American Academy of Family Physicians

Fifteen Things Physicians and Patients Should Question

Released April 4, 2012 (1-5), February 21, 2013 (6-10) and September 24, 2013 (11-15)

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1

Don’t do imaging for low back pain within the first six weeks, unless red flags are present.

Red flags include, but are not limited to, severe or progressive neurological deficits or when serious underlying conditions such as osteomyelitis are suspected. Imaging of the lower spine before six weeks does not improve outcomes, but does increase costs. Low back pain is the fifth most common reason for all physician visits.

2

Don’t routinely prescribe antibiotics for acute mild-to-moderate sinusitis unless symptoms last for seven or more days, or symptoms worsen after initial clinical improvement.

Symptoms must include discolored nasal secretions and facial or dental tenderness when touched. Most sinusitis in the ambulatory setting is due to a viral infection that will resolve on its own. Despite consistent recommendations to the contrary, antibiotics are prescribed in more than 80 percent of outpatient visits for acute sinusitis. Sinusitis accounts for 16 million office visits and $5.8 billion in annual health care costs.

3

Don’t use dual-energy x-ray absorptiometry (DEXA) screening for osteoporosis in women younger than 65 or men younger than 70 with no risk factors.

DEXA is not cost effective in younger, low-risk patients, but is cost effective in older patients.

4

Don’t order annual electrocardiograms (EKGs) or any other cardiac screening for low-risk patients without symptoms.

There is little evidence that detection of coronary artery stenosis in asymptomatic patients at low risk for coronary heart disease improves health outcomes. False-positive tests are likely to lead to harm through unnecessary invasive procedures, over-treatment and misdiagnosis. Potential harms of this routine annual screening exceed the potential benefit.

5

Don’t perform Pap smears on women younger than 21 or who have had a hysterectomy for non-cancer disease.

Most observed abnormalities in adolescents regress spontaneously, therefore Pap smears for this age group can lead to unnecessary anxiety, additional testing and cost. Pap smears are not helpful in women after hysterectomy (for non-cancer disease) and there is little evidence for improved outcomes.

6

Don’t schedule elective, non-medically indicated inductions of labor or Cesarean deliveries before 39 weeks, 0 days gestational age.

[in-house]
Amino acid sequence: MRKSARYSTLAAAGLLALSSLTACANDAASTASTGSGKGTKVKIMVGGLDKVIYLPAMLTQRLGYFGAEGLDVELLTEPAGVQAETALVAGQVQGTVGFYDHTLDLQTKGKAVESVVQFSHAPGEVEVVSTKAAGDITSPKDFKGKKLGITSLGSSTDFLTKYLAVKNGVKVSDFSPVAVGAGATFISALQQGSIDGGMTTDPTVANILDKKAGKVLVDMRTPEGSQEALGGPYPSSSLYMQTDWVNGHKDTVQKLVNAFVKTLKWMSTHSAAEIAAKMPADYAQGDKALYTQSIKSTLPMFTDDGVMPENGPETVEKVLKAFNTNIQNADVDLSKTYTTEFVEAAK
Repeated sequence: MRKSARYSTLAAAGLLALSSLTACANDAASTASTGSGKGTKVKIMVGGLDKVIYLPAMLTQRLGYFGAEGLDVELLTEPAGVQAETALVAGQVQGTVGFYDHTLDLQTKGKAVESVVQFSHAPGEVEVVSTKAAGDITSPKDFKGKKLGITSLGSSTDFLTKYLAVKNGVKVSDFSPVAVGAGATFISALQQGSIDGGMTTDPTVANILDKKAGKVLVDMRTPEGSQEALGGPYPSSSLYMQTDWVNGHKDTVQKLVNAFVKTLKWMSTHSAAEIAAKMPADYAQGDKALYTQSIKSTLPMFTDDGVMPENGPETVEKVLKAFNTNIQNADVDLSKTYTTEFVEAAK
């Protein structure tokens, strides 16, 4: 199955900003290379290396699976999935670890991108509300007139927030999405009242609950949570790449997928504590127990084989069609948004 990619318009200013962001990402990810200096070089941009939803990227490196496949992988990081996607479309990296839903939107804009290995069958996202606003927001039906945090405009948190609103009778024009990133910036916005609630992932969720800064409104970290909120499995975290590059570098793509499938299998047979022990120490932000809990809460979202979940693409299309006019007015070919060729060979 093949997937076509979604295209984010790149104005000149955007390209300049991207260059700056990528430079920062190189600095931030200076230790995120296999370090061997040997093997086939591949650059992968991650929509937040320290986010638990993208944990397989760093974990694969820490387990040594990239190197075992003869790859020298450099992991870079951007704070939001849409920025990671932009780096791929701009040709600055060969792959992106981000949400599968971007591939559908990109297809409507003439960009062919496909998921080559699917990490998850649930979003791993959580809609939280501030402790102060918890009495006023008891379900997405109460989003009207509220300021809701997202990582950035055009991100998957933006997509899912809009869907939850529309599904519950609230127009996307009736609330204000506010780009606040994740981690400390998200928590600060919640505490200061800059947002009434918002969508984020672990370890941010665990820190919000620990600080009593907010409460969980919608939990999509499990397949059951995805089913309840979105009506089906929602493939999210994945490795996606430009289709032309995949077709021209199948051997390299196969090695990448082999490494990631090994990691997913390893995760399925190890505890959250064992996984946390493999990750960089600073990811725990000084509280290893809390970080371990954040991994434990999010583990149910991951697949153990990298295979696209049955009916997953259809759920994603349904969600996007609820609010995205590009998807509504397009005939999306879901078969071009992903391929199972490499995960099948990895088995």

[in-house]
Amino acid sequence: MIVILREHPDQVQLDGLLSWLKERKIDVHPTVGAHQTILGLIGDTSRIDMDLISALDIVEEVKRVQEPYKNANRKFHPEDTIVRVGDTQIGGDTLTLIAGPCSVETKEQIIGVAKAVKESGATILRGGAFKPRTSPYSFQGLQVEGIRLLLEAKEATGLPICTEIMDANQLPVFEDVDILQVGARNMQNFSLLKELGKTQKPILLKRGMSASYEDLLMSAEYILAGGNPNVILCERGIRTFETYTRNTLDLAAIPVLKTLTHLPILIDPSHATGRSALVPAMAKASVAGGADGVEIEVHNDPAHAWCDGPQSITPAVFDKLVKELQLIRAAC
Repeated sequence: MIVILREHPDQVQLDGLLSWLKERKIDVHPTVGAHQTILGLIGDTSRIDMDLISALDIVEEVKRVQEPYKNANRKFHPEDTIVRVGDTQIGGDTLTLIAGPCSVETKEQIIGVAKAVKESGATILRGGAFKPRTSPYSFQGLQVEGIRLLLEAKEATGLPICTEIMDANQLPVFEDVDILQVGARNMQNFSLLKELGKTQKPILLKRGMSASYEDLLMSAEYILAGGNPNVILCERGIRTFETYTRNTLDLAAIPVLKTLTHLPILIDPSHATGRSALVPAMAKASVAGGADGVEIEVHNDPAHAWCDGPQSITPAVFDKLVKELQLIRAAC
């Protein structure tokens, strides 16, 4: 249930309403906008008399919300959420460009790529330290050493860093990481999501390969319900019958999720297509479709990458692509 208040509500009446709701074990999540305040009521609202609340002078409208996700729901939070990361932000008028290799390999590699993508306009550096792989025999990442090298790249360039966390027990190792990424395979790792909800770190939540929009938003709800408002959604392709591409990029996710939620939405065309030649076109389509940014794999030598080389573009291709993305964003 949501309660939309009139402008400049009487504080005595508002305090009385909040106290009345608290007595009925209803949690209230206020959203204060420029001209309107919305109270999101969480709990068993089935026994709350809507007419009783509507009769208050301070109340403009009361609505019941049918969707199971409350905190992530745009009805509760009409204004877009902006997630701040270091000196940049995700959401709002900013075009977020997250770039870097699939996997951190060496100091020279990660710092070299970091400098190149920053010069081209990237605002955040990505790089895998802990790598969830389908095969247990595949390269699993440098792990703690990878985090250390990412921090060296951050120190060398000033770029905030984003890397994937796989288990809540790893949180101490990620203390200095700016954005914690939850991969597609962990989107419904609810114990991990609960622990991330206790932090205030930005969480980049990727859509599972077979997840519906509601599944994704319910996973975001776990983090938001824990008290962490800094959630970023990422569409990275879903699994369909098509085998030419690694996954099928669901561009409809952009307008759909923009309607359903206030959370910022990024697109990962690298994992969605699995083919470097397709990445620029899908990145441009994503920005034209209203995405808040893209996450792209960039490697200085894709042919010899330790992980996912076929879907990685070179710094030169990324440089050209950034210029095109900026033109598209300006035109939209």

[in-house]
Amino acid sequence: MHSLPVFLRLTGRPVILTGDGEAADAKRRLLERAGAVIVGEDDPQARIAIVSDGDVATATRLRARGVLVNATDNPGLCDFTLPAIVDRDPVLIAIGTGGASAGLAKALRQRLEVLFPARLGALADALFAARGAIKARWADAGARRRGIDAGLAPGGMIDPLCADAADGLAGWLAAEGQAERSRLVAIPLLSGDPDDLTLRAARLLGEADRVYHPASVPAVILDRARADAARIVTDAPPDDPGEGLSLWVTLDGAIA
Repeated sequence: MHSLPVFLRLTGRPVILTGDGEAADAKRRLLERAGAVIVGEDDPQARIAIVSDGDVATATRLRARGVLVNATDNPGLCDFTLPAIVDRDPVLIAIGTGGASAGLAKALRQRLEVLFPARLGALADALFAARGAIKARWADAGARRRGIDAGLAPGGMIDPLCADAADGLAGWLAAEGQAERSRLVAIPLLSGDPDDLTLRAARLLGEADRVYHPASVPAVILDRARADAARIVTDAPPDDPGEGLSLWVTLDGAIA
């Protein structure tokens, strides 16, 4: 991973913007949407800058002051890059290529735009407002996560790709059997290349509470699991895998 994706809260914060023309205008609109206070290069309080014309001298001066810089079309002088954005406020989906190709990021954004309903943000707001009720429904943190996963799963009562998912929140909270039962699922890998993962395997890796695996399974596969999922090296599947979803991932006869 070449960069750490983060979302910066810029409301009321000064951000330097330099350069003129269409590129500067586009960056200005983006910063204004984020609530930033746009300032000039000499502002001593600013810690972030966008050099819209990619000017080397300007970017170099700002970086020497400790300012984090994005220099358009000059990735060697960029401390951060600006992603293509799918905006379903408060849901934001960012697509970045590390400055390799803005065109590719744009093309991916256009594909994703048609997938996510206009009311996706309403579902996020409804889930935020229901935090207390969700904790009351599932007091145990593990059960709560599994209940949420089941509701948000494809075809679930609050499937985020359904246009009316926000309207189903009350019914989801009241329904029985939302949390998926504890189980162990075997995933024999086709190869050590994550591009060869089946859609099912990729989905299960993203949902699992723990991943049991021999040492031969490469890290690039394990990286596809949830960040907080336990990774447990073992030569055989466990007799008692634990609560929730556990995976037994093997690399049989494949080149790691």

Delivery prior to 39 weeks, 0 days has been shown to be associated with an increased risk of learning disabilities and a potential increase in morbidity and mortality. There are clear medical indications for delivery prior to 39 weeks and 0 days based on maternal and/or fetal conditions. A mature fetal lung test, in the absence of appropriate clinical criteria, is not an indication for delivery.

7

Avoid elective, non-medically indicated inductions of labor between 39 weeks, 0 days and 41 weeks, 0 days unless the cervix is deemed favorable.

Ideally, labor should start on its own initiative whenever possible. Higher Cesarean delivery rates result from inductions of labor when the cervix is unfavorable. Health care clinicians should discuss the risks and benefits with their patients before considering inductions of labor without medical indications.

8

Don’t screen for carotid artery stenosis (CAS) in asymptomatic adult patients.

There is good evidence that for adult patients with no symptoms of carotid artery stenosis, the harms of screening outweigh the benefits. Screening could lead to non-indicated surgeries that result in serious harms, including death, stroke and myocardial infarction.

9

Don’t screen women older than 65 years of age for cervical cancer who have had adequate prior screening and are not otherwise at high risk for cervical cancer.

There is adequate evidence that screening women older than 65 years of age for cervical cancer who have had adequate prior screening and are not otherwise at high risk provides little to no benefit.

10

Don’t screen women younger than 30 years of age for cervical cancer with HPV testing, alone or in combination with cytology.

There is adequate evidence that the harms of HPV testing, alone or in combination with cytology, in women younger than 30 years of age are moderate. The harms include more frequent testing and invasive diagnostic procedures such as colposcopy and cervical biopsy. Abnormal screening test results are also associated with psychological harms, anxiety and distress.